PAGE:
TTT: Top 10 Books I Love but I Just Haven’t Talked About As Much (with quotes!)

toptentuesday
Copyright : The Broke and the Bookish

I know for myself (and probably most of you) that there are tons of books I’ve read that I absolutely loved – I just don’t talk about them as much. So naturally, I had to participate in this week’s Top Ten Tuesday (if you don’t know what that is, click here) hosted by The Broke and the Bookish. So let’s get started.

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Mulan = one of the best movies ever.

Top 10 Books I Love (I Just Don’t Talk About Them Much)

  1. The Two Princesses of Bamarre by Gail Carson Levine (first read in 2001)

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This is the cover I have

I love Ella Enchanted, but I actually prefer The Two Princesses of Bamarre. I discovered it in a tiny Northern Michigan bookstore when we were on vacation (15 years ago, *cough, cough*). At the age of twelve, I was obsessed with fantasy and still high off of reading through The Lord of the Rings by myself a couple of times (my dad read it to us when we were little). I was also at that stage when you’ve fallen in love with something (in my case, the feeling that LOTR gave me), and you read ravenously, just trying to find that feeling. This is also around when I discovered Robin McKinley and Patricia Wrede, who have remained lifelong favorites as well. Anyhow, this is a story about the bond between two sisters – one who starts out as the classic “hero,” and the other, who becomes a hero. And it was way before Frozen. ;P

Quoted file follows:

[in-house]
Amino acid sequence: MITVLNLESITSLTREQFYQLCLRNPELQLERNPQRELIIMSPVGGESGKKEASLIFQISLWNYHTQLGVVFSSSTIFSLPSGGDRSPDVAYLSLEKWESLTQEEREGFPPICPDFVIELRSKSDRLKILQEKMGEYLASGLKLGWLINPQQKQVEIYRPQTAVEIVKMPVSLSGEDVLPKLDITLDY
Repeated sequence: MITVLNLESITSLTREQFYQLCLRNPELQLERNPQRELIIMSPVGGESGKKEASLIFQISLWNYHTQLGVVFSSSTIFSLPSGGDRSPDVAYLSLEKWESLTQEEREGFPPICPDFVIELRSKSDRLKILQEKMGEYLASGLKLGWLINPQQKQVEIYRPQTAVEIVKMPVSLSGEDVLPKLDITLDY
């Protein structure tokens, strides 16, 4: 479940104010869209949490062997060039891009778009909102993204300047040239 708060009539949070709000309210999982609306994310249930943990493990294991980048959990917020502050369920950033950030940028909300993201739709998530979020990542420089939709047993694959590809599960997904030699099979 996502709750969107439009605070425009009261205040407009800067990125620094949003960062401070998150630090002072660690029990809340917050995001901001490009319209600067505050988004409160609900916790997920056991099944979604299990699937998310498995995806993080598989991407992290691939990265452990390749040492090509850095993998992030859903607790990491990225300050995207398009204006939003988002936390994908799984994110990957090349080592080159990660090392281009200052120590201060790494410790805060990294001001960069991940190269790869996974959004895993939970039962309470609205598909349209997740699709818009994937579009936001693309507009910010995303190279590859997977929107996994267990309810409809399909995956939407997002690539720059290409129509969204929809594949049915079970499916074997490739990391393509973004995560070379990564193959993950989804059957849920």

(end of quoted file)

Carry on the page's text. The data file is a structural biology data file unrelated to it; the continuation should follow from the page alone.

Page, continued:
“I put my fingers around the unmarked ring of the spyglass and twisted. The scene became clear. 
Oh no! A hairy brown spider clung to a vine! I couldn't go there!
I'd go to the desert to find a dragon. I began to reset the spyglass, but then I stopped myself. A spider was worse than a dragon?
No.
My first monsters would be spiders, then.”